Since mechanisation roles have reversed. The tub of lard seems to think the electric bridge is far to complicated for the ‘little lady’ and we now see the ballast operating the bridge while the little lady gingerly takes the boat through. All the while this is happening lardy man is as usual shouting commands at the poor woman, who, if left to get on with it, is probably a better steerer than the lardass.
I am surprised at this change in roles because operating the bridge requires one to read the operating instructions and we all know that blokes don’t do that stuff! Don't we ladies?
Wednesday, 15 September 2010
. . . .took place yesterday at about 12 o’clock. Only 220 years late!
A BW worker swept the area before the photos were taken of. . . .
. . . . Ron and Mary Heritage on their boat HERON passed under the bridge, they were the official boat to do so despite a couple of hundred a week for the past three months doing the same (Mary is operating the panel.)Just after that an ANGLO WELSH boat T-boned Tim’s boat. All hail the Ensham boatyard training scheme.
Tuesday, 14 September 2010
Is it me or do I detect Halfie is spending a lot of time IN the water of late.
It can be busy at the bridge weekends. This weekend there were no dayboats to prep, they had been moved down to Oxford for their ‘Canal Day’. I was left with the canoes, kayaks and the shop. Not much one might think and you would be right, but its not the work that that is hard but the people. Not that people are difficult, but they do keep you busy. Not every one that comes into the shop buys anything (if they did we would be rich), it’s the queries that does it. Every one wants to know something about the village, about the cottages, the boats, about the shop, the ruin even about me. So I seem to spend my day talking when I am not selling or putting canoes in the water. I soak up information from people who know the area and add it to my list of stuff I know and I increase my working capital so to speak. Often people come who had relatives living in the cottages some going back a very long time.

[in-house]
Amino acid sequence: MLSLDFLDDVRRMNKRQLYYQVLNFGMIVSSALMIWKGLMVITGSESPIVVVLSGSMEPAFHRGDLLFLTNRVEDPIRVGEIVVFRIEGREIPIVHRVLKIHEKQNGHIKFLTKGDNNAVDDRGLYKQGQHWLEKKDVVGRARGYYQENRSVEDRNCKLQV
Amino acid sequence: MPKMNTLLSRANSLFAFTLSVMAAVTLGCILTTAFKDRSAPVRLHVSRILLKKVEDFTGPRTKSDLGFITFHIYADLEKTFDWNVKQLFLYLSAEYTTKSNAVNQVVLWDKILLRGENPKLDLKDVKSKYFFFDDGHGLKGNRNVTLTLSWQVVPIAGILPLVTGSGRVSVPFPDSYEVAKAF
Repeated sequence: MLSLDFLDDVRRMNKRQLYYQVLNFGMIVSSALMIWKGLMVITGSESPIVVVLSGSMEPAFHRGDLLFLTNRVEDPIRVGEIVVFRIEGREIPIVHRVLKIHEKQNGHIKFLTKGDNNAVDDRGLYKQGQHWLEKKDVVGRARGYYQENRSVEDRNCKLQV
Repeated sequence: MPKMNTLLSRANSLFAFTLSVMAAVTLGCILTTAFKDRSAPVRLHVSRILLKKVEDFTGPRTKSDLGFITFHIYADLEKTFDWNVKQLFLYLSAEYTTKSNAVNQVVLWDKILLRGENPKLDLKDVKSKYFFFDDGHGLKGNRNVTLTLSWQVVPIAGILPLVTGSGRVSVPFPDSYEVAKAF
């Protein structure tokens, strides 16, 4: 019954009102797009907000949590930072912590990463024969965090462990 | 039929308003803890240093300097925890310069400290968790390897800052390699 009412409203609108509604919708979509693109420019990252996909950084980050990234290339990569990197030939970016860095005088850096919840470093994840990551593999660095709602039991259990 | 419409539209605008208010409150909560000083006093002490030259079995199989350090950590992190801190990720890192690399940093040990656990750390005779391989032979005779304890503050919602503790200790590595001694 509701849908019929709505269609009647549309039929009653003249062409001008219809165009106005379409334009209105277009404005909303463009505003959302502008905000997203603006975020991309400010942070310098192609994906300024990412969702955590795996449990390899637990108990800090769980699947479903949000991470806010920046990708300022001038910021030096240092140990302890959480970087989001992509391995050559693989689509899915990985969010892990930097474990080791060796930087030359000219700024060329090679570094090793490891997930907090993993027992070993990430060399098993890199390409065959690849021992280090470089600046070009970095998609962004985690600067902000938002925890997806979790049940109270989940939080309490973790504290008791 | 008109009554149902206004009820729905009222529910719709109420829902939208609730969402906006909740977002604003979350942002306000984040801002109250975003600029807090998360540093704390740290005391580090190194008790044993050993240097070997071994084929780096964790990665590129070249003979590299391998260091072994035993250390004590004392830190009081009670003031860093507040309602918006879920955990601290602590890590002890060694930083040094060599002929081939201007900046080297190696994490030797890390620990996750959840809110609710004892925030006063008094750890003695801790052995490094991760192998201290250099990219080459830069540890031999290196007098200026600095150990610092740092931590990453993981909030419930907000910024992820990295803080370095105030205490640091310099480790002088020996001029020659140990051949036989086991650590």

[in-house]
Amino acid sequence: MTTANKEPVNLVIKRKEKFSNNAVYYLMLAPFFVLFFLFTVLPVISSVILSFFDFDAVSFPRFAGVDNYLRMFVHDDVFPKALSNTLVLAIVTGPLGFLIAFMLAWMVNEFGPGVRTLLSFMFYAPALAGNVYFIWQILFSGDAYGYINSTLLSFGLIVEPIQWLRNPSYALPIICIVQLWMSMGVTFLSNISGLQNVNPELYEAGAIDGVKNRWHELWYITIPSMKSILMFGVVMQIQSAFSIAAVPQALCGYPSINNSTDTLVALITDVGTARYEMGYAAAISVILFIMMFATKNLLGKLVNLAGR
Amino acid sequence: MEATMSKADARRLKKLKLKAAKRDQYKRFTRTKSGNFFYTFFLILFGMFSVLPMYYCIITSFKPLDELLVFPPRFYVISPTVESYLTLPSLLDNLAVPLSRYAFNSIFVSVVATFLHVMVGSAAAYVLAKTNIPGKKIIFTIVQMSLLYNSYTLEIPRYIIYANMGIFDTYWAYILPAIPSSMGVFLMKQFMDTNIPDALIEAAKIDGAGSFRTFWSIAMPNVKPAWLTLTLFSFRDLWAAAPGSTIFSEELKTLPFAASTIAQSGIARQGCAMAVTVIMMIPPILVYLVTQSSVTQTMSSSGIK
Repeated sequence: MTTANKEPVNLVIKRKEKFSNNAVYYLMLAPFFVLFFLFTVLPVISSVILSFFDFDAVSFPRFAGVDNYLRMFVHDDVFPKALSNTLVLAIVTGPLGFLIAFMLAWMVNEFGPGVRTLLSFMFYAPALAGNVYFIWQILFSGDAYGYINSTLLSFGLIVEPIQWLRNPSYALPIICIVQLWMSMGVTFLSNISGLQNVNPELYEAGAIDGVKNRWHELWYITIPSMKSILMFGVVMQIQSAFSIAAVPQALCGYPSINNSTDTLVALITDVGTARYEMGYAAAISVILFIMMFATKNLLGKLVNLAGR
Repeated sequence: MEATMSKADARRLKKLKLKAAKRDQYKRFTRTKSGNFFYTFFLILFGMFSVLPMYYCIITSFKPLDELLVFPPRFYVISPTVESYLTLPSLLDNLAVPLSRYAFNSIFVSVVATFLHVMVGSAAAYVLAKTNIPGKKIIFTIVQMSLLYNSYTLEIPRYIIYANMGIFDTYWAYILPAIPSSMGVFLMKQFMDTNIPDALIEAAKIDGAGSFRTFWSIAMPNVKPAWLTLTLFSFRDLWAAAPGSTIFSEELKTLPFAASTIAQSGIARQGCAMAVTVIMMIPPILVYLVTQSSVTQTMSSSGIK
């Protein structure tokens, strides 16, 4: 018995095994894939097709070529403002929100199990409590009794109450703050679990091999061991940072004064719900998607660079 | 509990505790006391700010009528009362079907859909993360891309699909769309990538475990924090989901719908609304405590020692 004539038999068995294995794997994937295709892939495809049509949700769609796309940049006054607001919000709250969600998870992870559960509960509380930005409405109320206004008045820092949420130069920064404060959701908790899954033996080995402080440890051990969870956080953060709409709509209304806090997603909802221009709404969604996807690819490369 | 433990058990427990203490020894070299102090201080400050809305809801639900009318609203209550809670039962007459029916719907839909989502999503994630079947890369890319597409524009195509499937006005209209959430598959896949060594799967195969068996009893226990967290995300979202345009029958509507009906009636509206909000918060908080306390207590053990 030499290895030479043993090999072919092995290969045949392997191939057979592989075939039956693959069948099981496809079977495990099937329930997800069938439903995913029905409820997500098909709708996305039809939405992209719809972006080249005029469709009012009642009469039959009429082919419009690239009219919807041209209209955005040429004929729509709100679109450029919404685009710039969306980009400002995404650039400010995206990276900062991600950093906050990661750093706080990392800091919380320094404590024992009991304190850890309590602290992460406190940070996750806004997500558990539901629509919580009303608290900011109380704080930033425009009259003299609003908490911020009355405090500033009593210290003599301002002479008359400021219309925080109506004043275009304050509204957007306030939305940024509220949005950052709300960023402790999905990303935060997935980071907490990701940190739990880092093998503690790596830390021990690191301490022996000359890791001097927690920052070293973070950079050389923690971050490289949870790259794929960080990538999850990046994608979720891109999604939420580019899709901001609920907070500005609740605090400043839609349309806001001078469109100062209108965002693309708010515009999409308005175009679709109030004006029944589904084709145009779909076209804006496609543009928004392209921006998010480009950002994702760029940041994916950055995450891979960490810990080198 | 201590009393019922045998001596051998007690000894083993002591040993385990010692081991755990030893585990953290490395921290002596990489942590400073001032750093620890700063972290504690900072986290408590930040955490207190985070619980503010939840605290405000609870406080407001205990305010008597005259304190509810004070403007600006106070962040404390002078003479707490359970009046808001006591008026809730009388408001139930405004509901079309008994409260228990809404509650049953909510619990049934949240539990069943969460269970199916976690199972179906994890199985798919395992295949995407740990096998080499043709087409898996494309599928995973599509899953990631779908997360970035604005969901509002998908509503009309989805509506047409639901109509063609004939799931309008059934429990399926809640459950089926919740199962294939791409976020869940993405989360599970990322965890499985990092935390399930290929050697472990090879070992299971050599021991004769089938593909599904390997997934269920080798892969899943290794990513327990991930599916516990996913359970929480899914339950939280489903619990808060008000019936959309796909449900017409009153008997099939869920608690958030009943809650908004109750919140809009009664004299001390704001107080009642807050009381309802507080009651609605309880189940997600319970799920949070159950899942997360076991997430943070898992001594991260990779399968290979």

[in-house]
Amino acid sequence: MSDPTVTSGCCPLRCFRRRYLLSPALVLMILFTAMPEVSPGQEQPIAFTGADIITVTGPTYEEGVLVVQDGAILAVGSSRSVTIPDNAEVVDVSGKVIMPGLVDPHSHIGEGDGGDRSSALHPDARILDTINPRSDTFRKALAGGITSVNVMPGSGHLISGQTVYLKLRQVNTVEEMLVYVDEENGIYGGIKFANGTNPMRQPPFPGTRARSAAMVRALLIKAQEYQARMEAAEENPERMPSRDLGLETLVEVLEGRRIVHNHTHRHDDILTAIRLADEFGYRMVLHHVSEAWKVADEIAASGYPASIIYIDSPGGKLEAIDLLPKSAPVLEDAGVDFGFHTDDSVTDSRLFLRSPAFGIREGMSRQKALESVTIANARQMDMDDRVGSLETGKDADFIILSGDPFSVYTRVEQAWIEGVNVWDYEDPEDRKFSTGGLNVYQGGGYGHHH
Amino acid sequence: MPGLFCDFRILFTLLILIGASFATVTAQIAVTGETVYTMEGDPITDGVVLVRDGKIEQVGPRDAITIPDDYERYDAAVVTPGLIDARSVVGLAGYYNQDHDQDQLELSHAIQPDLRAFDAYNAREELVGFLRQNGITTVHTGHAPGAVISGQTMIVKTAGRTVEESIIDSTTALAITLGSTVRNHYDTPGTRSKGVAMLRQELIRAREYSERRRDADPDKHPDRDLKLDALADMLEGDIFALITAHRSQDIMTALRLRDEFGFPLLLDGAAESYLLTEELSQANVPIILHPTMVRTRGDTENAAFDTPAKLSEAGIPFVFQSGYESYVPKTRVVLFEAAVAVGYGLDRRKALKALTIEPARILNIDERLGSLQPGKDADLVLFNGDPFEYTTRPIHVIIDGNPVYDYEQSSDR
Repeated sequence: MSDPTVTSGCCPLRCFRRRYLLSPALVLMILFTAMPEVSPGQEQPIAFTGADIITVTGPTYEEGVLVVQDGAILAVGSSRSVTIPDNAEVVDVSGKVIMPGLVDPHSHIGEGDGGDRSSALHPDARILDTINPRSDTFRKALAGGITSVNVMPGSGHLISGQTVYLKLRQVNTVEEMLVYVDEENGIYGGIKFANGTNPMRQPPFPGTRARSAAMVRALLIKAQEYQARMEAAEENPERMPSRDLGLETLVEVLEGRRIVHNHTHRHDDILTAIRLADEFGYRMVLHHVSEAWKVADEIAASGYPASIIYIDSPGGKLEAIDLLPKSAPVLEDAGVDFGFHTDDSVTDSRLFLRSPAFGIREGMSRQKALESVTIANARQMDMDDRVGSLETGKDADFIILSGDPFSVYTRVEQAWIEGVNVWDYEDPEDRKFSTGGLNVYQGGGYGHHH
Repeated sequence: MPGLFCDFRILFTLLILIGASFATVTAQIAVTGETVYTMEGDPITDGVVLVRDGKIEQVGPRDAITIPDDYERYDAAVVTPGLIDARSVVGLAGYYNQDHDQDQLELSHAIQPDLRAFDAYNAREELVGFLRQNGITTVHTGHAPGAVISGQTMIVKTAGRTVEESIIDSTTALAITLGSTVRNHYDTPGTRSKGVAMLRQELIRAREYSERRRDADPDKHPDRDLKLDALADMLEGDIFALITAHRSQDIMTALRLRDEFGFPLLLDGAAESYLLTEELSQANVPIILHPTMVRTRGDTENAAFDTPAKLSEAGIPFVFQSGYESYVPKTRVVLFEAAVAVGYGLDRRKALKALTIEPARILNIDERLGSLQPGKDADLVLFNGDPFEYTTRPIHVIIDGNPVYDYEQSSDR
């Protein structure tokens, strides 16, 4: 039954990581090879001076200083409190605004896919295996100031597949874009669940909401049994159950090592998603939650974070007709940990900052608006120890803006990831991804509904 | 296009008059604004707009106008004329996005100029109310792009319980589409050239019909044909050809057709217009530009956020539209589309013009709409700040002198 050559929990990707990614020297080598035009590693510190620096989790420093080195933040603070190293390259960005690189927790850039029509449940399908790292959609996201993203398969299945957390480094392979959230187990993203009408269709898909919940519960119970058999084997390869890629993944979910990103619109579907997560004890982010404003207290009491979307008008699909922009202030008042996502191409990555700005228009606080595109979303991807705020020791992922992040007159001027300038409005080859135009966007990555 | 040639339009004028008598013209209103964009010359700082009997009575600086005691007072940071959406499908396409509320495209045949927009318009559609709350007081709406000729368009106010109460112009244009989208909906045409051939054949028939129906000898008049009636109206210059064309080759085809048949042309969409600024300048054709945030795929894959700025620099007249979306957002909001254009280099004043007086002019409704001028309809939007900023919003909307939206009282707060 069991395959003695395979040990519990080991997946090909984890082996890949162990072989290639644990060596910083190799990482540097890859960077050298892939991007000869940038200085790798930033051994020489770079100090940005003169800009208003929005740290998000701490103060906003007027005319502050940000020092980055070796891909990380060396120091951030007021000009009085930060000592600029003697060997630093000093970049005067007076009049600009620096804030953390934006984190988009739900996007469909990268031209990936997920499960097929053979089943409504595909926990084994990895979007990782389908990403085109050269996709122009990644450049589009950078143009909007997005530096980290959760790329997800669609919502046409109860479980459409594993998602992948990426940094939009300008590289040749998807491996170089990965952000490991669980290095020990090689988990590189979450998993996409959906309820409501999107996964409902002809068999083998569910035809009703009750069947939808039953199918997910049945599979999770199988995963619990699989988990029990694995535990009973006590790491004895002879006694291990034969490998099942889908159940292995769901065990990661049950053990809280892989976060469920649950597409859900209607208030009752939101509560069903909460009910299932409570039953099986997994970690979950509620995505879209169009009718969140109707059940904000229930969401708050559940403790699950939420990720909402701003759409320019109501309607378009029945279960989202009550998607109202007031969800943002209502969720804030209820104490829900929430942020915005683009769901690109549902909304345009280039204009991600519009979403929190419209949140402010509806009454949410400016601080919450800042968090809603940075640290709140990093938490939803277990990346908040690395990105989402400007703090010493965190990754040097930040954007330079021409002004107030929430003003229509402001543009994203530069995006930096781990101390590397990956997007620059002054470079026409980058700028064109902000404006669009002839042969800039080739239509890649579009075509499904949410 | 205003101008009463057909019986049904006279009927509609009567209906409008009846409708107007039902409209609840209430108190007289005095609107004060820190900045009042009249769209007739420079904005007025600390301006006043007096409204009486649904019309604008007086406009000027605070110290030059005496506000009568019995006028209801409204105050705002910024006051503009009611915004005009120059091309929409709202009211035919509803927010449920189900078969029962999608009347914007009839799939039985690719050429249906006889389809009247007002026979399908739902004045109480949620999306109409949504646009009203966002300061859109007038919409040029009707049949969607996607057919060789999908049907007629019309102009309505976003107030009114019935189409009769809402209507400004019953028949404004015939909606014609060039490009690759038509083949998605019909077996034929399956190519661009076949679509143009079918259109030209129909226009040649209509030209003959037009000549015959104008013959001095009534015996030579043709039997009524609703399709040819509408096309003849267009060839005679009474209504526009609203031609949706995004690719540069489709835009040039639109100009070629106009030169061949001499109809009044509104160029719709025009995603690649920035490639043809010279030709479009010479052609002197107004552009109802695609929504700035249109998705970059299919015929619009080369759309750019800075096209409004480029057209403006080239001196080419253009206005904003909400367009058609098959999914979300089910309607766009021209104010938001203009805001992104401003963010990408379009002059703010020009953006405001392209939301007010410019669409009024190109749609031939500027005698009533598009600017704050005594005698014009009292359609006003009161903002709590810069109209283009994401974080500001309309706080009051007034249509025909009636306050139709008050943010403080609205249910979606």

There are some very nice people that come to visit the water This is Peter a regular visitor to the canal. Peter is, I think, 84. He used to own a narrowboat. He comes here with his electric “BARROW BOAT”. You can buy these in kit form or ready built. . . . . . . blog readers often stop by to say hello most recent nb Driftwood. Mrs Driftwood is on the control panel in purple. Nice to meet you both. . . . . . . .and blogging celebrities arrive . . . . . . . the odd pair of doctors, Bones and Kate, in reverse . . . . . . . . old friends to greet, Joe’s boat was one of the last boats rescued out of the Heron Boat Company back in 2006, Joe was at the Ledgard Bridge mooring finishing off his boat when I returned from Saudi. . . . . . . . there are always customers that want a picture taken (mmm hot mom). . . .. . . .new boats to see . . . .. . . .I hand out countless flyers for the canoe hire and many brochures for OXNB and at the end of the day when I have put the boats to bed it is the talking that has taken it’s toll the most and I need a serious pint . . . . but that’s another story.Molly of course takes it all in her stride.
Sunday, 12 September 2010
It would appear from speaking to others that I have been banned from the Boat Inn for ‘abusing staff’. (neither the owner nor the bar manager has had the balls to tell me) I fail to see how asking for what one has paid for is abusive to anyone. Not giving me what I pay for is, however, an offence in law.